what i'm reading: never cry wolf by farley mowat

I have read many essays and op-eds by Farley Mowat, the legendary Canadian naturalist, but until now, had never read any of his many books. (He was incredibly prolific.) When visiting Russell Books in September, I noticed a copy of Never Cry Wolf and picked it up. I'm so glad I did! It's a short, easy-to-read book that would appeal to any nature lover, not only wolf enthusiasts like me.

Never Cry Wolf: The Amazing True Story of Life Among Arctic Wolves, first published in 1963, chronicles three seasons that Mowat spent observing wolves in the Keewatin Barrens, an area north of Manitoba, in the Northwest Territories. Farley was originally working for the government, sent to study how to control the wolf population that was supposedly laying waste to caribou herds. Armed with faulty equipment and faulty assumptions, Mowat discovered that everything the government -- and all of society -- believed about wolves was false. 

Mowat camped in very close proximity to wolf families and was able to observe them in almost all aspects of their daily lives. His descriptions of the wolves are incredibly vivid, some of the finest nature writing I've ever had the pleasure of reading. 

Mowat's writing, in fact, transcends nature writing or any other genre. The first part of the book is a send-up of government bureaucracy, and of academic researchers. It's decidedly over-the-top and very amusing.

Next, once in the wilderness, Mowat writes with awe and wonder for his lupine subjects, and with simple respect for the few humans he encounters. This is the heart of the book. It's a fast and very engaging read.

Then, in a brief third section, Mowat forcefully and eloquently argues against humans' extermination of wolves, and calls on us to heed the facts and change our ways. I'm tempted to share a story from this third section, but it's very disturbing, and perhaps best left to discover on your own.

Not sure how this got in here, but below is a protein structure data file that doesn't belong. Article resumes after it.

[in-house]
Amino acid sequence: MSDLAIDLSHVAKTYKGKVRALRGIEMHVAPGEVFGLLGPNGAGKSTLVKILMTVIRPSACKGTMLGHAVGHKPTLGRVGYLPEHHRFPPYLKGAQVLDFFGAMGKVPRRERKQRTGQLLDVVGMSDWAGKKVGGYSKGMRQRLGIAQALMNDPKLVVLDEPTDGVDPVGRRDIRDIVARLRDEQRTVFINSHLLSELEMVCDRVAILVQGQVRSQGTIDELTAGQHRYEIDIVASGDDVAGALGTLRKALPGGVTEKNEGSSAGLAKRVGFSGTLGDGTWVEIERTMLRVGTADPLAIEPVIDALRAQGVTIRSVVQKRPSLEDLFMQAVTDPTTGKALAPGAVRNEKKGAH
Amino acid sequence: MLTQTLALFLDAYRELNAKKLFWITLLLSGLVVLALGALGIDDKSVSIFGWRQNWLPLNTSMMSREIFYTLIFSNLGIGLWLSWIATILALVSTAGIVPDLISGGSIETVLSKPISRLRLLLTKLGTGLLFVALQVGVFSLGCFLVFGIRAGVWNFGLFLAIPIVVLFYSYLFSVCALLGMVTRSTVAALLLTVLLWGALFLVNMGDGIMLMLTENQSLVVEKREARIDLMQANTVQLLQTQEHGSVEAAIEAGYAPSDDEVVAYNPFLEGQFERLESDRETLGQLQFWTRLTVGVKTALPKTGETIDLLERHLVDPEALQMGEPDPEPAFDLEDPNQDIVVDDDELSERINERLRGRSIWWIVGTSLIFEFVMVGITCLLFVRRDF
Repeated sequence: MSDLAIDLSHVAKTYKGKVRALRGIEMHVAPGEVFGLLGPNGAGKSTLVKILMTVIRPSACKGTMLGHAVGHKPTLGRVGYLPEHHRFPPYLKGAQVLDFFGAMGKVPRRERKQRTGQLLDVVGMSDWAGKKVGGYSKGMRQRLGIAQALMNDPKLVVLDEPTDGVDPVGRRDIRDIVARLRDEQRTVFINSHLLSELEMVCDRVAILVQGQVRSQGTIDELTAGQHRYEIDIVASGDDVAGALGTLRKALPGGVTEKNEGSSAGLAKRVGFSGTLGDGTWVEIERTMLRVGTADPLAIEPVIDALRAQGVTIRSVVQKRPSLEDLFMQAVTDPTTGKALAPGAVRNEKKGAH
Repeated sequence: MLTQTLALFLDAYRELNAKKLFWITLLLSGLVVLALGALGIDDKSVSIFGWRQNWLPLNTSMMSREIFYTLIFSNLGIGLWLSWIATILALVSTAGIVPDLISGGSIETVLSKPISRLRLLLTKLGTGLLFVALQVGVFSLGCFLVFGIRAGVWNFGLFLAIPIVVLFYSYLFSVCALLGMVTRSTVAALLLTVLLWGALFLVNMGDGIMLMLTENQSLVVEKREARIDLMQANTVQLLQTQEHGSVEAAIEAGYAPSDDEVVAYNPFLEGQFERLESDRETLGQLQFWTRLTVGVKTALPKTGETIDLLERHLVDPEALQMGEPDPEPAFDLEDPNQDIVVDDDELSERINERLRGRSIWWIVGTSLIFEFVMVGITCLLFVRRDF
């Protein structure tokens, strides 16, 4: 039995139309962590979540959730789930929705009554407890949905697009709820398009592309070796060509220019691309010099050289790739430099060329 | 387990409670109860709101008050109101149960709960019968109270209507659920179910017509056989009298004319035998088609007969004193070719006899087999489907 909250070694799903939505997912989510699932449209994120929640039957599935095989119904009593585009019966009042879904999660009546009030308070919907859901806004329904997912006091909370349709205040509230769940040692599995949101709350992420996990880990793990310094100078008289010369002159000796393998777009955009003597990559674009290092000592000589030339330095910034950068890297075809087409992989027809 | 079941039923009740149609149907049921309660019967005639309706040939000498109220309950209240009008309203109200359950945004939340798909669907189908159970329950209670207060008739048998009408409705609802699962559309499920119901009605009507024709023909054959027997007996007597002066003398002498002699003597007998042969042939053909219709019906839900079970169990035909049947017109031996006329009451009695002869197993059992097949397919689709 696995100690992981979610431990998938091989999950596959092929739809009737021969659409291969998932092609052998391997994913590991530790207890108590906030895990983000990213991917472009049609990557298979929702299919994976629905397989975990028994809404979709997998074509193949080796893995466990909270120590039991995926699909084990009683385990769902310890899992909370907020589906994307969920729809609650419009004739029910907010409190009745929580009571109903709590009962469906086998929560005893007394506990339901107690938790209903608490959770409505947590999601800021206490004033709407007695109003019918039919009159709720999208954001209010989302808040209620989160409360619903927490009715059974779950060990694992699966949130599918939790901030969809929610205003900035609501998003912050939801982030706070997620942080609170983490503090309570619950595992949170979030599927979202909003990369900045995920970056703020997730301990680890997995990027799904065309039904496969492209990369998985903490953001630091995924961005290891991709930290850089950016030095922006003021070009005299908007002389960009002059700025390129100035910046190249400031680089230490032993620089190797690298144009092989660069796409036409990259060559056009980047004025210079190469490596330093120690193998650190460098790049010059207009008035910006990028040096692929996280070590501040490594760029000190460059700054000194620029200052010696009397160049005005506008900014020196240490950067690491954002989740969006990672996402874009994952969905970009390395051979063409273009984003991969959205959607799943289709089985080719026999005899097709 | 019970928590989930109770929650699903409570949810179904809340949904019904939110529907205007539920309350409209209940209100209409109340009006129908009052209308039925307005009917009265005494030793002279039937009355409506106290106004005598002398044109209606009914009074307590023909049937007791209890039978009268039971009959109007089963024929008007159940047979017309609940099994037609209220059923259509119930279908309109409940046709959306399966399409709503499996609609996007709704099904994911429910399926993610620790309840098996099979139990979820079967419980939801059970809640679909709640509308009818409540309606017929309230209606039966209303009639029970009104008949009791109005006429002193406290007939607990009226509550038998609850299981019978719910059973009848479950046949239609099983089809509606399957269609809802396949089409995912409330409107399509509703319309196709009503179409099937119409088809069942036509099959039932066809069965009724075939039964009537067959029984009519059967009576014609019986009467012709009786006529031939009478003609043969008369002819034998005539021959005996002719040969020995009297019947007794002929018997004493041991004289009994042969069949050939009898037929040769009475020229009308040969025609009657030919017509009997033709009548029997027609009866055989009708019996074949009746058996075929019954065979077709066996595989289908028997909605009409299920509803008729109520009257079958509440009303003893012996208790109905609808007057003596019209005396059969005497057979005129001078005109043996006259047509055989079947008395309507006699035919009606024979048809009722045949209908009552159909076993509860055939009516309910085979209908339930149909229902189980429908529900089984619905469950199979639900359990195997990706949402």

* * * *

I won't go into any detail about what Mowat discovered and the myths he shattered. Suffice to say that there are very few wolves, and they kill very few caribou. The tiny percentage of caribou that are killed by wolves helps ensure the survival of the species. Mowat quotes an Inuit saying: The caribou feeds the wolf, but it is the wolf who keeps the caribou strong.

Wolf and caribou have lived together as predator and prey for time immemorial. The threat to caribou is the same threat to polar bears, and whales, and elephants, and tigers. There is only one animal who is a danger to the survival of whole species (including their own), who destroys habitats, who kills for sport, who lays waste to populations. And it's not wolves.

* * * *

Never Cry Wolf was published in 1963. Since that time, the facts that Mowat wrote about have become common knowledge. Yet wolf slaughter continues, and protections are stripped away or ignored. Without the myth of the bloodthirsty wolf, we can see this for what it truly is. Man kills wolf to eliminate the competition. 

Everywhere there are still wolves, the wolf is still in danger.

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